You know what I still have yet to see? A mast cell tumor! How can that be?!? They're the most common cutaneous mass in dogs! And I've never even seen one! MM texts me iPhone pictures of his MCT cytology on literally a weekly basis. Part of it is that we practice in very different socioeconomic areas, and my clients only agree to cytology of suspicious masses about 30% of the time. I think part of it is that I don't push them as hard as he does, which I should do. I always feel obligated to present the pros AND cons of any procedure when I recommend it, and I warn people up front that sometimes masses don't exfoliate well, and we may not be able to get a diagnosis from FNA, at which point I would recommend biopsy. Then of course they say no to the FNA. He just says, "I'm concerned about this mass, and we should aspirate it and do cytology to get a better idea of what it might be". I ALSO always volunteer them the option of just keeping an eye on it for now, which is a stupid thing to do. What I SHOULD do is recommend cytology, and if they ASK if they really have to do it, then I could say no, you could keep an eye on it for now and bring her back if it changes at all. So, it's possible that what I really mean is that I have not DIAGNOSED any mast cell tumors. I may have SEEN several and just not gotten to do cytology.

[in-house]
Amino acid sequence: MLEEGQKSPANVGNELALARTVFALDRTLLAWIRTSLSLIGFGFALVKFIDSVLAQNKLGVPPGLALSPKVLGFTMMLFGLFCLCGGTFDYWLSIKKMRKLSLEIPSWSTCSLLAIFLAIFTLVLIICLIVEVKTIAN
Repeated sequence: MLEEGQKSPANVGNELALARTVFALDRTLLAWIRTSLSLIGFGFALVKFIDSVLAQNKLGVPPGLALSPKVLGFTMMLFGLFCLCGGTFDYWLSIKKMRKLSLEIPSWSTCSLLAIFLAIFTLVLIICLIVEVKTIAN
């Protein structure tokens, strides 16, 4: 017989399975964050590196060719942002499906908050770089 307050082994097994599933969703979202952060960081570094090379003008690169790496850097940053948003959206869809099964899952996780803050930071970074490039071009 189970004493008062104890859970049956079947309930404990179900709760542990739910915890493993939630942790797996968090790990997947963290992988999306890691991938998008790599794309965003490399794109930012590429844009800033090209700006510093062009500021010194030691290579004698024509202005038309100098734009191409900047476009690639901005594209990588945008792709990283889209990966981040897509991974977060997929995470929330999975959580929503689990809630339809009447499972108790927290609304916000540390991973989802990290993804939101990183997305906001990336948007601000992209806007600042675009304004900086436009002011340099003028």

Saturday, December 29, 2012

At least she had a seizure

You know your patient's neglected if . . . . . . .

. . . . . . . upon discussing all the (long-ignored) problems she has, your nurse comments, "Well, at least she had a seizure, so she could be seen".

Poor dog!

Saturday, December 8, 2012

Fun client phone calls

I got a phone call from a guy yesterday, asking about his dog, Effbee. The dog has had diarrhea for several days, so he's been treating her with Immodium. The man is not a client at our hospital, and I've never seen his dog. When I got on the phone, the receptionist had already recommended that he bring Effbee in to be examined, but the appointment schedule was full so they'd have to come as an emergency walk-in. He declined that option, and wanted to know if it was safe to keep giving her Immodium.

[LIVS]: Hi, this is Dr. LIVS, you're calling about giving Immodium to your dog? Tell me more about what's been going on with her, and how much Immodium you're giving.

[Guy]: Well, she's had diarrhea for days. So we've been giving her Immodium . . . . . . . . . and it's gotten worse and worse. Then yesterday she started vomiting, and she hasn't been able to eat anything. I Googled a bunch of things, and I just wanted to know if it was safe to keep giving it to her. I've given her four tablets in . . . . . about two days.

[LIVS] First of all, I'm concerned about the fact that the diarrhea has gotten worse, and that she's vomiting and not eating. This could be caused by many things, some of them very serious, and I strongly recommend that you bring her in today so that a doctor can examine her. Secondly, I need to know the tablet strength - do you know how many milligrams are in the tablets you have?